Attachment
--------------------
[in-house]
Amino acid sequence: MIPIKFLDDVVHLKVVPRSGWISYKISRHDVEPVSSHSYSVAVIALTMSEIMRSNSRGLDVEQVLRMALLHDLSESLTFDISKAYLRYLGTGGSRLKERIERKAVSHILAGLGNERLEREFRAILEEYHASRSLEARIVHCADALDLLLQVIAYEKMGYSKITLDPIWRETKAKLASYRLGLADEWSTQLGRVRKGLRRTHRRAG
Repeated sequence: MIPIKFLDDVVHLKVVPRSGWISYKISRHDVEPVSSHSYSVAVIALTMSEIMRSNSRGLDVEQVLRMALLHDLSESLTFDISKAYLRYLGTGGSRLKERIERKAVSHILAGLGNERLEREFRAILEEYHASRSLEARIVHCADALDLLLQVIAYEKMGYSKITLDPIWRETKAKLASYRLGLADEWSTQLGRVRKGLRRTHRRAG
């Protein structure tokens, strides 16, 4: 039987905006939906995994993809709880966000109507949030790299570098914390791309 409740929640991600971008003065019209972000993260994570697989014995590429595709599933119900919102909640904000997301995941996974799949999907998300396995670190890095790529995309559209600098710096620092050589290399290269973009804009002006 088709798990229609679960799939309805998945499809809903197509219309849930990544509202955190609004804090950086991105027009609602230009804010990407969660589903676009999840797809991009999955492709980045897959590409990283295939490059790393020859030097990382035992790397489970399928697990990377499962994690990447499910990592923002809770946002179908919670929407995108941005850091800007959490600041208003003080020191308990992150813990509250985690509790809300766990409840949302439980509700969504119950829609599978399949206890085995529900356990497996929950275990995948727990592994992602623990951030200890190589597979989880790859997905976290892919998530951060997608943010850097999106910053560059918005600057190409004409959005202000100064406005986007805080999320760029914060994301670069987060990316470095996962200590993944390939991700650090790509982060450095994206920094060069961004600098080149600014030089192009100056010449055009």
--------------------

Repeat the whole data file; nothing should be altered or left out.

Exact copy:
[in-house]
Amino acid sequence: MIPIKFLDDVVHLKVVPRSGWISYKISRHDVEPVSSHSYSVAVIALTMSEIMRSNSRGLDVEQVLRMALLHDLSESLTFDISKAYLRYLGTGGSRLKERIERKAVSHILAGLGNERLEREFRAILEEYHASRSLEARIVHCADALDLLLQVIAYEKMGYSKITLDPIWRETKAKLASYRLGLADEWSTQLGRVRKGLRRTHRRAG
Repeated sequence: MIPIKFLDDVVHLKVVPRSGWISYKISRHDVEPVSSHSYSVAVIALTMSEIMRSNSRGLDVEQVLRMALLHDLSESLTFDISKAYLRYLGTGGSRLKERIERKAVSHILAGLGNERLEREFRAILEEYHASRSLEARIVHCADALDLLLQVIAYEKMGYSKITLDPIWRETKAKLASYRLGLADEWSTQLGRVRKGLRRTHRRAG
């Protein structure tokens, strides 16, 4: 039987905006939906995994993809709880966000109507949030790299570098914390791309 409740929640991600971008003065019209972000993260994570697989014995590429595709599933119900919102909640904000997301995941996974799949999907998300396995670190890095790529995309559209600098710096620092050589290399290269973009804009002006 088709798990229609679960799939309805998945499809809903197509219309849930990544509202955190609004804090950086991105027009609602230009804010990407969660589903676009999840797809991009999955492709980045897959590409990283295939490059790393020859030097990382035992790397489970399928697990990377499962994690990447499910990592923002809770946002179908919670929407995108941005850091800007959490600041208003003080020191308990992150813990509250985690509790809300766990409840949302439980509700969504119950829609599978399949206890085995529900356990497996929950275990995948727990592994992602623990951030200890190589597979989880790859997905976290892919998530951060997608943010850097999106910053560059918005600057190409004409959005202000100064406005986007805080999320760029914060994301670069987060990316470095996962200590993944390939991700650090790509982060450095994206920094060069961004600098080149600014030089192009100056010449055009």